Are you in the 20% of retailers with no mobile offering?

In the UK, mobile now accounts for 40% of online retail sales – and that’s a figure which is growing rapidly quarter on quarter (1). Yet for many consumers, the mobile shopping experience is still poor, and retailers are not delivering a good enough experience to convert would-be customers.

Many customers are struggling to make it beyond their shopping carts when buying on a mobile device – with desktop sales conversions 2.7 times higher than mobile conversions.  In other words, only 19% of shopping carts accessed using a smartphone result in completed purchases versus 30% on a desktop (2).

There is clearly a disconnect, as it’s reported that shoppers in the US spend 59% of their ‘web’ time on a mobile device, but only 15% of their dollars are being spent through mobile channels (3). Bad connectivity can sometimes prevent sales moving forward if shoppers are accessing sites on the go, but it appears to be often down to poor mobile experiences offered by retailers.  Many merchants have not got dedicated apps, or at the very least haven’t yet optimised their sites for mobile.  Shoppers are having to go through the standard desktop purchase process using a tiny screen – and it’s often not possible to easily complete the purchase from a mobile device because of non-optimised payment gateways.

Is mobile stopping your customers finding you?

And this lack of optimisation is not just affecting shoppers trying to complete purchases – it’s impacting customers even finding you in the first place if you don’t have a mobile optimised site.  Google is now prioritising the ranking of websites that are optimised for mobile above non-optimised retailers – so ignoring smartphone and tablet traffic will start to cost ecommerce outlets from both sides (3).

In fact, research by the Centre for Retail Research has said that the UK retail industry is losing £6.6bn every year due to a lack of investment in a mobile optimised solution (1). Retailers need to look at ways to improve each part of the sales process – from viewing products, obtaining stock information through to actually placing an order.  It’s not just about having a mobile optimised site – it’s about being able to access easy to use payment methods that are also optimised for engagement on a mobile device.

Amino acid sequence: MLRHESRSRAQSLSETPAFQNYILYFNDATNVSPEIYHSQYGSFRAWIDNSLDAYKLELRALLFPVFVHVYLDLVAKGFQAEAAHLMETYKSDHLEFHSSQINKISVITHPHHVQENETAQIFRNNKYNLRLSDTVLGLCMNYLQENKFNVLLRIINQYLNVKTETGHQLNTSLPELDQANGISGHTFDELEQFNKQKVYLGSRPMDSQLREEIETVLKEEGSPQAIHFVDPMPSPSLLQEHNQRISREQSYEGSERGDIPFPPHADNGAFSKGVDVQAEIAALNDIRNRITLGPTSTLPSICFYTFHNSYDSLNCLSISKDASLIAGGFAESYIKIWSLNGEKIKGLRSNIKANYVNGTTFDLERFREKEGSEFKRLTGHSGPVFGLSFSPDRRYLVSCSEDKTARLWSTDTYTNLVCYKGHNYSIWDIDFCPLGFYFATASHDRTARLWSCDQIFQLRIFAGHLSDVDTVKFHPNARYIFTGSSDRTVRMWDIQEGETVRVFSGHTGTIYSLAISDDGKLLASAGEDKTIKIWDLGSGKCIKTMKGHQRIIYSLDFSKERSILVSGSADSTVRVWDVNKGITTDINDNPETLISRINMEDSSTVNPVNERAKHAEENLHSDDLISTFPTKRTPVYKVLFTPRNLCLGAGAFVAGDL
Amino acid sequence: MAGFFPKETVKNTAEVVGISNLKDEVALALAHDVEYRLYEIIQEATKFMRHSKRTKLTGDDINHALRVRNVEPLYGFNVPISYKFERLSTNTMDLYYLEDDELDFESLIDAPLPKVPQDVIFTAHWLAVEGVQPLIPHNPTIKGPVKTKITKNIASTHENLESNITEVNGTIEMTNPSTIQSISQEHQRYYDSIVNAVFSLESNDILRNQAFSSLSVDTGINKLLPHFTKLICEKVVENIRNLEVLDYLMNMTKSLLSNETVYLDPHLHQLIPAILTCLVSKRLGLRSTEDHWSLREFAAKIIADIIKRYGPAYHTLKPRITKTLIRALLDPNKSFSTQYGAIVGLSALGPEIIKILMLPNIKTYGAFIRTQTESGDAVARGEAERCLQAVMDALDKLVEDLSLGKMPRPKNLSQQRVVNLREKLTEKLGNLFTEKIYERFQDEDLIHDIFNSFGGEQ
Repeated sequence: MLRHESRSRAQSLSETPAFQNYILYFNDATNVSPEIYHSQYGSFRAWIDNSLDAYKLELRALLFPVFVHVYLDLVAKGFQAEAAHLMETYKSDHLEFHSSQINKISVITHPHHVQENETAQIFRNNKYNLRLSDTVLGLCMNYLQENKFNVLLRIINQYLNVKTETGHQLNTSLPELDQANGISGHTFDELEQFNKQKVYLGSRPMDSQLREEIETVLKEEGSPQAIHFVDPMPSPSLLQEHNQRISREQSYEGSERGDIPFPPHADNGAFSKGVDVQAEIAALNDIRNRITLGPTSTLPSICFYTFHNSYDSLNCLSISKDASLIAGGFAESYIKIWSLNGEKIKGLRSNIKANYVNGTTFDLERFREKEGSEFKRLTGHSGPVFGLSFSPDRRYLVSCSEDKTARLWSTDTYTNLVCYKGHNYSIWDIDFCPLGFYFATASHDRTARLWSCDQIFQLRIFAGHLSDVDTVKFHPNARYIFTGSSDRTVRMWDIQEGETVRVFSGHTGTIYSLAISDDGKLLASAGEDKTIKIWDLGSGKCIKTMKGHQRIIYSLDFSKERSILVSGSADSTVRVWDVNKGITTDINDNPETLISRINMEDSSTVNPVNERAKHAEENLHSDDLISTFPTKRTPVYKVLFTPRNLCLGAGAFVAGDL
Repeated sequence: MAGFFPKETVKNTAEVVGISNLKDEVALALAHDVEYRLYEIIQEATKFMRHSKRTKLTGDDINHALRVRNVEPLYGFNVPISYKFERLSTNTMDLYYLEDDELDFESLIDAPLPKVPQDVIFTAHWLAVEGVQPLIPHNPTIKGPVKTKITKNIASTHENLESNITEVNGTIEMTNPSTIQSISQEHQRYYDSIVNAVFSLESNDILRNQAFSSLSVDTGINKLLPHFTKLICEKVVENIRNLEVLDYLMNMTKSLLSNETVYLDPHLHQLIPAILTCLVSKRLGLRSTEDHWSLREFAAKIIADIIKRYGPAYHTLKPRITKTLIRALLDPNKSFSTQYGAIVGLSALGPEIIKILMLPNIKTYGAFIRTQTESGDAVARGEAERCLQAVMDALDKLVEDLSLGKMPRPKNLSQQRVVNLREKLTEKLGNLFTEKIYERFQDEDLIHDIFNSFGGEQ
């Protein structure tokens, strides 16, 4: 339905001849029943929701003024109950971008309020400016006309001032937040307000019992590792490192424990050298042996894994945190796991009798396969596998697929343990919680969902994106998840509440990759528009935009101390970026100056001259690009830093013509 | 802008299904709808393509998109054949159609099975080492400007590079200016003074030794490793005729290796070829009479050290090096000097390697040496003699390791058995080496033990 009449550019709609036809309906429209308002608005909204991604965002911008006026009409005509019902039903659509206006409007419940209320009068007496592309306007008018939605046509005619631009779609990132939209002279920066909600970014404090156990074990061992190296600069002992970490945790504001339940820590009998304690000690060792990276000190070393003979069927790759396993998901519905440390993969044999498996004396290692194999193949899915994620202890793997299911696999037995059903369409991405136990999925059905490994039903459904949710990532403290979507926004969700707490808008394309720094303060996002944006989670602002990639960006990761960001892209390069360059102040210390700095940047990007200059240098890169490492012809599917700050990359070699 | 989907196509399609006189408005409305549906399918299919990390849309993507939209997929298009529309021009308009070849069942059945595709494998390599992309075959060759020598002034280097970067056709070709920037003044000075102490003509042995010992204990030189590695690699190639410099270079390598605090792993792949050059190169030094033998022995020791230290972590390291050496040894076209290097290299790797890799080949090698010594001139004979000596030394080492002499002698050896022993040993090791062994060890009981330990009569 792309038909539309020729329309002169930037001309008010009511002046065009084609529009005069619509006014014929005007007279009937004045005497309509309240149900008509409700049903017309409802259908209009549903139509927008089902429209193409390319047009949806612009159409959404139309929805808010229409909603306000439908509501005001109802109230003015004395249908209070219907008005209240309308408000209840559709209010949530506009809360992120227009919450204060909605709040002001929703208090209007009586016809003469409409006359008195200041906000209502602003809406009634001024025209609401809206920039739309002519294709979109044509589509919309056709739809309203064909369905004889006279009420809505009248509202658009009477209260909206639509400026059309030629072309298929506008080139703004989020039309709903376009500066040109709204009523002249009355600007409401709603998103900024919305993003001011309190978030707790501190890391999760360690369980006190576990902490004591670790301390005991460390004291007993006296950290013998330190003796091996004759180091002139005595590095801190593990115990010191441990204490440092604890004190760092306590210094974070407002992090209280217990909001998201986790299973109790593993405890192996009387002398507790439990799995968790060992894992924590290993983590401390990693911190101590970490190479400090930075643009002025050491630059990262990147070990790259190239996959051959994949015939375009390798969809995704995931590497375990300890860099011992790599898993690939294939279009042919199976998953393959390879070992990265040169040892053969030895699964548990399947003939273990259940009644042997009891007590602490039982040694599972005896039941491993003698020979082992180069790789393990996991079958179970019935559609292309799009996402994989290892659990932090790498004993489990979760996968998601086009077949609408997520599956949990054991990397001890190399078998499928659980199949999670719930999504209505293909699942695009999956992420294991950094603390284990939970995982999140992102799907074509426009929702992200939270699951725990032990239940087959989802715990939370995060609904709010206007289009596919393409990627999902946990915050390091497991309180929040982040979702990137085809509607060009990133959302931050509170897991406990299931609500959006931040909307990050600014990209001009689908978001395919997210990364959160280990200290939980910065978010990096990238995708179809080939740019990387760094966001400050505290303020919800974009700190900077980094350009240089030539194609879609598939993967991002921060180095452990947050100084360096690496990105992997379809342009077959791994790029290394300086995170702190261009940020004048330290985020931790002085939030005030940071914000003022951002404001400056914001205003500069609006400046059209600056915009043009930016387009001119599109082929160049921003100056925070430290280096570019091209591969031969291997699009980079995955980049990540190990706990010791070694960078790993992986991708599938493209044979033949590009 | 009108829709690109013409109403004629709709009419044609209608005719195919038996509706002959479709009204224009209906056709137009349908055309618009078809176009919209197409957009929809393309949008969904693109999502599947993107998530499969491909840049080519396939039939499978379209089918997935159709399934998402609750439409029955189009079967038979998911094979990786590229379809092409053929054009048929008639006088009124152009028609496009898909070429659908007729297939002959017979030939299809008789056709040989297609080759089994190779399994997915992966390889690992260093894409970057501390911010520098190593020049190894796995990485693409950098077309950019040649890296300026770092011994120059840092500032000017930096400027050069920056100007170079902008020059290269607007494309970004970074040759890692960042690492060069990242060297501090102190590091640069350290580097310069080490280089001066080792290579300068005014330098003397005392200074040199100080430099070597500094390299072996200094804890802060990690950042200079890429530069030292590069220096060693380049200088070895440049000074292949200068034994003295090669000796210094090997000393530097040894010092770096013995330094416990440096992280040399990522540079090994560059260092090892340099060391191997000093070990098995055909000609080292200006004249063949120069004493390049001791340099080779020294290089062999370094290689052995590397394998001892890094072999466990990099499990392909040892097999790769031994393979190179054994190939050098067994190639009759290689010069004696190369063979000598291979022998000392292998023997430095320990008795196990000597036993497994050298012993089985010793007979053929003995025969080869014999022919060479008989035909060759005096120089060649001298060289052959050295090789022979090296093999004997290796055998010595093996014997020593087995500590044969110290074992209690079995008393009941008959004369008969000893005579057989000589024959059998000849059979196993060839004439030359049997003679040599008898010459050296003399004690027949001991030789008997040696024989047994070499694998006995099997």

1 in 5 retailers have no mobile offering

The same research also suggests that 1/5 of retailers in the UK still have no mobile offering – despite 88% of retailers saying that having a mobile channel would result in more visits to their store.  This is because many consumers are not exclusively using online and in-store channels to purchase, but are instead using a blend of the two by consulting their smartphones in store before making purchases in-person.

So there is clearly demand from consumers, and retailers can see the potential benefits that could be realised from having a dedicated mobile strategy, yet 40% of UK consumers still feel the mobile experience could be improved so there is more work to be done (1). When the top searched for items are high-value products such as clothing and electronics, it surely makes sense for retailers to try and address the huge gap between abandoned carts on mobile devices and abandoned purchases on desktops.  If the only difference is that the device used by consumers is mobile, then the reasons must be down to poor experience due to lack of optimisation for smartphones.  It’s a factor that is within the retailer’s control – so how can they take advantage of this opportunity?

Moving to mobile optimisation

We all know that websites need to be mobile optimised, but for retailers it’s a matter of commercial life and death.  Without optimisation, customers can’t easily purchase or navigate through payment screens.  If the text is too small to read or consumers have to zoom in to input their bank details then it’s unlikely that they will be keen to return to complete their purchase, nevermind return in the future.

The easiest step is to build mobile responsiveness into any new web design projects from the ground up.  You don’t need a dedicated app – you just need a mobile optimised website that can organise your information into a mobile friendly view.  Regular testing is critical to ensuring information is displayed how you intend it – but many of the main ecommerce software tools offer mobile responsive functionality to help you easily offer mobile purchasing options.

Another option is to focus on the visuals.  Keep your mobile offering clean and full of visuals so customers are not having to zoom in on small text or having to click small buttons within chunks of information.  Make it visual and easy to navigate from a small screen.

Less text is more on a mobile device, so let the pictures do the talking (4).

Many forward-thinking retailers are moving to a mobile-first design – they design their ecommerce stores with mobile at the forefront of what they are doing, and desktop comes second.  As more consumers are purchasing off their mobile, why design for a declining market?

So, are you on board with mobile?










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